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Deal signed for improvement of two northeastern states

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Agartala: To improve the infrastructure of two northeastern states Tripura and Mizoram, the government and Asian Development Bank (ADB) have signed an $80-million loan on Thursday.

“The loan is the third tranche of a $200-million financing facility under the North Eastern Region Capital Cities Development Investment Program and will be used for investments in water supply, solid waste management and sanitation in Agartala and Aizawl,” the Ministry of Finance said in a statement.

“It will also support urban reforms, benefiting nearly a million people in the two cities,” it added.

Not only these two cities, previous programme tranches have provided assistance to three other cities in the northeast Shillong, Kohima, and Gangtok, the capital cities of Meghalaya, Nagaland and Sikkim, respectively.

Joint Secretary (multilateral institutions) in the department of economic affairs, Ministry of Finance, Raj Kumar, signed the agreement on Thursday on behalf of the Indian government

On the other side, Teresa Kho, country director in ADB’s India resident mission, signed on behalf of the ADB.

Whereas separate sub-project agreements were signed between central government officials and representatives of the governments of Tripura and Mizoram.

“The loan will support further investments to increase access to sustainable and improved urban services, with Aizwal and Agartala cities, selected for financing under the third tranche of the programme based on their progress on reforms and implementation performance under earlier tranches,” the Ministry statement said.

The third tranche loan from ADB’s ordinary capital resources has a 20-year term and it’s the responsibility of the Urban Development Ministry to implement the third tranche’s activities and overall programme, which are both due for completion by June 2019.

Manila-based ADB works to reduce poverty in Asia and the Pacific through inclusive economic growth, environmentally sustainable growth, and regional integration. Established in 1966, it is owned by 67 members, including 48 from the region.(IANS)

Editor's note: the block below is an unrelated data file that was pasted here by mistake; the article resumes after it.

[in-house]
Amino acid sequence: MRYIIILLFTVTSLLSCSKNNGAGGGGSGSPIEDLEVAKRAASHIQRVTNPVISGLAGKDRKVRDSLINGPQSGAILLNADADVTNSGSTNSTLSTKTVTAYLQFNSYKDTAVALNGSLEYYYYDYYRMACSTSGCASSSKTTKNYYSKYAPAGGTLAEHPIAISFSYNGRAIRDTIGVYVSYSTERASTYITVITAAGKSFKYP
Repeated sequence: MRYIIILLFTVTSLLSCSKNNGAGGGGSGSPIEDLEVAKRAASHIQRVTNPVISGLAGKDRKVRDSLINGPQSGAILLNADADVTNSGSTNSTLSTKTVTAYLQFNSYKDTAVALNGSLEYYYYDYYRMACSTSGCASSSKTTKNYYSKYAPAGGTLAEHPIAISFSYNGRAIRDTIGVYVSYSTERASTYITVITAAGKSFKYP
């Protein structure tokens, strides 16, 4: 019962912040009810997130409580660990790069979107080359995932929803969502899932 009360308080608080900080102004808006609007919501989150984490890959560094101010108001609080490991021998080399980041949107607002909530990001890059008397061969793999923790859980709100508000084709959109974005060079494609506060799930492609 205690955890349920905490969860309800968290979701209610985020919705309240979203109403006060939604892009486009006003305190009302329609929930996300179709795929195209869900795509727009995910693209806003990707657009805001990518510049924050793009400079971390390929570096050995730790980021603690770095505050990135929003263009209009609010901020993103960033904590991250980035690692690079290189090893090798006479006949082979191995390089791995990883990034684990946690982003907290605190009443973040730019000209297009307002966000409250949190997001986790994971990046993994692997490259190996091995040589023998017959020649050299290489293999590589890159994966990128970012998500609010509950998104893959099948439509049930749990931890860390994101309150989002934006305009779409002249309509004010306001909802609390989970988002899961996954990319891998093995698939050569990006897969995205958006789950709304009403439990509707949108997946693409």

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US Government Begins Probe into Google Over its Labour Practices

"Four of our colleagues took a stand and organised for a better workplace. This is explicitly condoned in Google's Code of Conduct, which ends: 'And remember... don't be evil, and if you see something that you think isn't right -- speak up.' When they did, Google retaliated against them," the employee activist group wrote in the blog post

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The US government has launched a probe into Google over its labour practices following a complaint from four employees who have been fired by the tech giant.

The four workers who filed a lawsuit against the company last week, claimed they were fired from Google for engaging in legally protected labour organizing, reports CNN Business.

The National Labor Relations Board has begun a formal probe into the complaint.

The tech giant has been accused of “union busting” and retaliatory behaviour after it sacked four employees for allegedly violating the company’s data security policies.

In a statement, Google said it dismissed four individuals who were engaged in intentional and often repeated violations of its longstanding data security policies.

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US begins probe into Google’s labour practices. Pixabay

“No one has been dismissed for raising concerns or debating the company’s activities,” said the company on Monday.

Google is in the midst of controversy over its strained relationship with employees.

In an earlier blog post on Medium, an employee activist group, “Google Walkout for Real Change”, said that the company is illegally retaliating against prospective union organisers.

Also Read: Cricket Icon Mahendra Singh Dhoni to Back Show on Army Officers

“Four of our colleagues took a stand and organised for a better workplace. This is explicitly condoned in Google’s Code of Conduct, which ends: ‘And remember… don’t be evil, and if you see something that you think isn’t right — speak up.’ When they did, Google retaliated against them,” the employee activist group wrote in the blog post.

The new CEO of Alphabet Sundar Pichai faces extreme challenges as Google stares at several high-profile external probes into its alleged anti-trust market and data practices — from the US to the European Union regulators — including internal tensions with staff over discrimination at work and HR transparency. (IANS)